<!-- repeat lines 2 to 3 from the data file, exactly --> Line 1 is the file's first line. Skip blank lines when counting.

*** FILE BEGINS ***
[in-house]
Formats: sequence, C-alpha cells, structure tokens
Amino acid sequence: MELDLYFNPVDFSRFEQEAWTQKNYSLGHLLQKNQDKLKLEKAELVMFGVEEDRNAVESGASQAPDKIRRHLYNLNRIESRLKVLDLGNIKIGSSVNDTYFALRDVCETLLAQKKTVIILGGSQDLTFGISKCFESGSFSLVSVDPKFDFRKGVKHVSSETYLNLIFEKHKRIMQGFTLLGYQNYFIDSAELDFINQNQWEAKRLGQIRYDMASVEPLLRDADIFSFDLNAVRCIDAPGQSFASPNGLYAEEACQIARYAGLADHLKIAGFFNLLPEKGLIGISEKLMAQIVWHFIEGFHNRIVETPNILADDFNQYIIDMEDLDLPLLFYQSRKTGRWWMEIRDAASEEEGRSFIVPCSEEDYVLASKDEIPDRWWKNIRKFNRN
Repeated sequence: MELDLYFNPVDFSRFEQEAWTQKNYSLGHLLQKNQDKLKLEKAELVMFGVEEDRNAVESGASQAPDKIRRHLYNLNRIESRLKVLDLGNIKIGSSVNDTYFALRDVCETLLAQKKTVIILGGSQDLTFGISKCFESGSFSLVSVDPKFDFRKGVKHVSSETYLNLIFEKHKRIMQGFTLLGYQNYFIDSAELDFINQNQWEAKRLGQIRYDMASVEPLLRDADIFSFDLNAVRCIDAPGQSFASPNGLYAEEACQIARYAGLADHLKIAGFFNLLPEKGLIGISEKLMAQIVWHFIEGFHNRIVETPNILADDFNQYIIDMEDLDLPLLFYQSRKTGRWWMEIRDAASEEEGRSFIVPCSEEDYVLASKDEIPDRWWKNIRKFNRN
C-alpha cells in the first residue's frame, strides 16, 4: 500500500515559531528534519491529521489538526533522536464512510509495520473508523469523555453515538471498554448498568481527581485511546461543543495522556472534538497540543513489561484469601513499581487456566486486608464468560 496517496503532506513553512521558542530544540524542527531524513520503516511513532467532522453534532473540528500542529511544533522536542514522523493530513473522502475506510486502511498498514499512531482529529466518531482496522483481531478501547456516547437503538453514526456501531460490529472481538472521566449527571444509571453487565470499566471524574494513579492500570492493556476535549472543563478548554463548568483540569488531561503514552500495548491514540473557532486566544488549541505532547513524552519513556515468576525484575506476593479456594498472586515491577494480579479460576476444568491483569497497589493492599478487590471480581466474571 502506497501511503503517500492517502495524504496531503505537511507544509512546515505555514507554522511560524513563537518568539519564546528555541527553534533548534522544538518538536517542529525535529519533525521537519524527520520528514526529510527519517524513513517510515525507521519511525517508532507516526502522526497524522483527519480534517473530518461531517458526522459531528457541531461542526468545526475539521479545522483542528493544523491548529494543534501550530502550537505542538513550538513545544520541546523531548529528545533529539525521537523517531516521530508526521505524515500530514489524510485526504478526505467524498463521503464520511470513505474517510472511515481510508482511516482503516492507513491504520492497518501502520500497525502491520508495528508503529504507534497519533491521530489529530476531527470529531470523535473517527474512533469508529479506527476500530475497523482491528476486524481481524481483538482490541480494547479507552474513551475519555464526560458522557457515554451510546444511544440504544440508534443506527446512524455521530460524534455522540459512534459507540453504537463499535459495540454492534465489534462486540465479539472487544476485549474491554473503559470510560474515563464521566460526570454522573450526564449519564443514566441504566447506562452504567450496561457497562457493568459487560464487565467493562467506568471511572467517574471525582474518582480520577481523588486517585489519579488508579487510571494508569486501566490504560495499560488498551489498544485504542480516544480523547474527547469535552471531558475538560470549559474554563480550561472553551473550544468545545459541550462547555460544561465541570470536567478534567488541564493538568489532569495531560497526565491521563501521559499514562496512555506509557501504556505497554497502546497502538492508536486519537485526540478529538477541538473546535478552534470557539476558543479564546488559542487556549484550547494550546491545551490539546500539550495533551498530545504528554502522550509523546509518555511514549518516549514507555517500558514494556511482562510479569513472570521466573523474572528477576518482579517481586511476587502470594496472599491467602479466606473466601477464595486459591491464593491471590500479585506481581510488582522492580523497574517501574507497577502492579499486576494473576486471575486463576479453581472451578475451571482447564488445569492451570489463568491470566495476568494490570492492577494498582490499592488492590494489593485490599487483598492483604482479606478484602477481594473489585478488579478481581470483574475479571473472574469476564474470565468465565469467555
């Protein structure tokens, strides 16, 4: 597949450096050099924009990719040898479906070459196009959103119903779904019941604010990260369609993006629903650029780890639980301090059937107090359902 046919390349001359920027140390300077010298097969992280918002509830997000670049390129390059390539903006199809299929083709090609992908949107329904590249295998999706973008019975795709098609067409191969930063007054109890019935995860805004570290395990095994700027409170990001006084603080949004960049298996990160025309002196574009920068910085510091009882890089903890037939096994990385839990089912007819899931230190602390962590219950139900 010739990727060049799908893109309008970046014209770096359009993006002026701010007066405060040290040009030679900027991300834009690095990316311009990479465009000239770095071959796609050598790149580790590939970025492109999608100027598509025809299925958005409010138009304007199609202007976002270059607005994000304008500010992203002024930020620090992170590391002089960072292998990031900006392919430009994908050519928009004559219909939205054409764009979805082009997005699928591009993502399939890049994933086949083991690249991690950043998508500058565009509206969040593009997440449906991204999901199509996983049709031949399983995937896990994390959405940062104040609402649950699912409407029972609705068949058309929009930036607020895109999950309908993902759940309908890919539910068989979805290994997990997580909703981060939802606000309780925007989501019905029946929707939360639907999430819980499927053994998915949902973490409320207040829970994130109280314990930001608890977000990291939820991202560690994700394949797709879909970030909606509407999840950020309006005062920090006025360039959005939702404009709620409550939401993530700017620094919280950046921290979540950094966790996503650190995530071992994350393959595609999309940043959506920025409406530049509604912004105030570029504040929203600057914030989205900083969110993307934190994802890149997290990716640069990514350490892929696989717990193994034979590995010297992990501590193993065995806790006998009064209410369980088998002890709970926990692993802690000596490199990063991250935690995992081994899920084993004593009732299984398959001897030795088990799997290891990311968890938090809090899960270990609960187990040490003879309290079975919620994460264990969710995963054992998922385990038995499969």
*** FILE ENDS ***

Formats: sequence, C-alpha cells, structure tokens
Amino acid sequence: MELDLYFNPVDFSRFEQEAWTQKNYSLGHLLQKNQDKLKLEKAELVMFGVEEDRNAVESGASQAPDKIRRHLYNLNRIESRLKVLDLGNIKIGSSVNDTYFALRDVCETLLAQKKTVIILGGSQDLTFGISKCFESGSFSLVSVDPKFDFRKGVKHVSSETYLNLIFEKHKRIMQGFTLLGYQNYFIDSAELDFINQNQWEAKRLGQIRYDMASVEPLLRDADIFSFDLNAVRCIDAPGQSFASPNGLYAEEACQIARYAGLADHLKIAGFFNLLPEKGLIGISEKLMAQIVWHFIEGFHNRIVETPNILADDFNQYIIDMEDLDLPLLFYQSRKTGRWWMEIRDAASEEEGRSFIVPCSEEDYVLASKDEIPDRWWKNIRKFNRN